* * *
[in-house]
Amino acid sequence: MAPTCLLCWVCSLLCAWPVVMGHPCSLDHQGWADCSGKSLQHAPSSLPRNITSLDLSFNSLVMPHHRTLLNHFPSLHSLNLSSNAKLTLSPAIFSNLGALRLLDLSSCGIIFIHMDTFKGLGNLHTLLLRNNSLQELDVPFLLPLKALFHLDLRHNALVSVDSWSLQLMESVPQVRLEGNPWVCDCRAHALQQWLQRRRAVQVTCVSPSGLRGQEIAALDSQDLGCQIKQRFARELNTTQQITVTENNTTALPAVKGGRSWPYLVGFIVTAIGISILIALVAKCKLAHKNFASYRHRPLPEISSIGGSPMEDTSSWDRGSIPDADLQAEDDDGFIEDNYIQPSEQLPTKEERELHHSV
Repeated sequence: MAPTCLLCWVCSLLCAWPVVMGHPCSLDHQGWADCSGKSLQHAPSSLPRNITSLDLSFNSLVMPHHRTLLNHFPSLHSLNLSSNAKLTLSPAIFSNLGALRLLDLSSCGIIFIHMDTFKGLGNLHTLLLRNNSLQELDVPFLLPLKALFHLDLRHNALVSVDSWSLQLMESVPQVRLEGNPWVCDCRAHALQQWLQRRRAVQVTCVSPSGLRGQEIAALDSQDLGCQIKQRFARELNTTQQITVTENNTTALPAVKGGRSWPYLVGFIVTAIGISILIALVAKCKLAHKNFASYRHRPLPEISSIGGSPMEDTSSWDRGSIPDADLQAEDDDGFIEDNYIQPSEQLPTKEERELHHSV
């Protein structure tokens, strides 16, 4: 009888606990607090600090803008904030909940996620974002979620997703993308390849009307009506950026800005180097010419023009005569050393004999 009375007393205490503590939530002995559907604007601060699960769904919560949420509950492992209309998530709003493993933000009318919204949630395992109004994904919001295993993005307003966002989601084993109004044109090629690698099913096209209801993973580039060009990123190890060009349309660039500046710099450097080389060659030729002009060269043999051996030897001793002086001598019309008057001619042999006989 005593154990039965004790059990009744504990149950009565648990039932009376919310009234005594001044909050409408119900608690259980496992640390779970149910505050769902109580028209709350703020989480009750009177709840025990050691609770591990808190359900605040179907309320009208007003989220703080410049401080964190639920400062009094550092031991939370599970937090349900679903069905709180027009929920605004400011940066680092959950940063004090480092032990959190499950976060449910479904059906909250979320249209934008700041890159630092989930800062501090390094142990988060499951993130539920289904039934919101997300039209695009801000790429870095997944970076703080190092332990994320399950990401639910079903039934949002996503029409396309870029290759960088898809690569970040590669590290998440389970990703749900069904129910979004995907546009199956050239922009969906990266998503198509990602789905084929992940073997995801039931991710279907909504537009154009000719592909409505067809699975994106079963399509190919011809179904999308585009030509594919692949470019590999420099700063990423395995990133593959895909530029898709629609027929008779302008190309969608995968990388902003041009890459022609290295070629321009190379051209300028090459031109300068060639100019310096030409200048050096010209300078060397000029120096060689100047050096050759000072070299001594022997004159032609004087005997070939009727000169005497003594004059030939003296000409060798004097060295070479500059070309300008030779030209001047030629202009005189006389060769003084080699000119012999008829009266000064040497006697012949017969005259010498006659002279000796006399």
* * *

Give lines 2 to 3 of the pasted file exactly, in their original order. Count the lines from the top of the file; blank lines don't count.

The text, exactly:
Amino acid sequence: MAPTCLLCWVCSLLCAWPVVMGHPCSLDHQGWADCSGKSLQHAPSSLPRNITSLDLSFNSLVMPHHRTLLNHFPSLHSLNLSSNAKLTLSPAIFSNLGALRLLDLSSCGIIFIHMDTFKGLGNLHTLLLRNNSLQELDVPFLLPLKALFHLDLRHNALVSVDSWSLQLMESVPQVRLEGNPWVCDCRAHALQQWLQRRRAVQVTCVSPSGLRGQEIAALDSQDLGCQIKQRFARELNTTQQITVTENNTTALPAVKGGRSWPYLVGFIVTAIGISILIALVAKCKLAHKNFASYRHRPLPEISSIGGSPMEDTSSWDRGSIPDADLQAEDDDGFIEDNYIQPSEQLPTKEERELHHSV
Repeated sequence: MAPTCLLCWVCSLLCAWPVVMGHPCSLDHQGWADCSGKSLQHAPSSLPRNITSLDLSFNSLVMPHHRTLLNHFPSLHSLNLSSNAKLTLSPAIFSNLGALRLLDLSSCGIIFIHMDTFKGLGNLHTLLLRNNSLQELDVPFLLPLKALFHLDLRHNALVSVDSWSLQLMESVPQVRLEGNPWVCDCRAHALQQWLQRRRAVQVTCVSPSGLRGQEIAALDSQDLGCQIKQRFARELNTTQQITVTENNTTALPAVKGGRSWPYLVGFIVTAIGISILIALVAKCKLAHKNFASYRHRPLPEISSIGGSPMEDTSSWDRGSIPDADLQAEDDDGFIEDNYIQPSEQLPTKEERELHHSV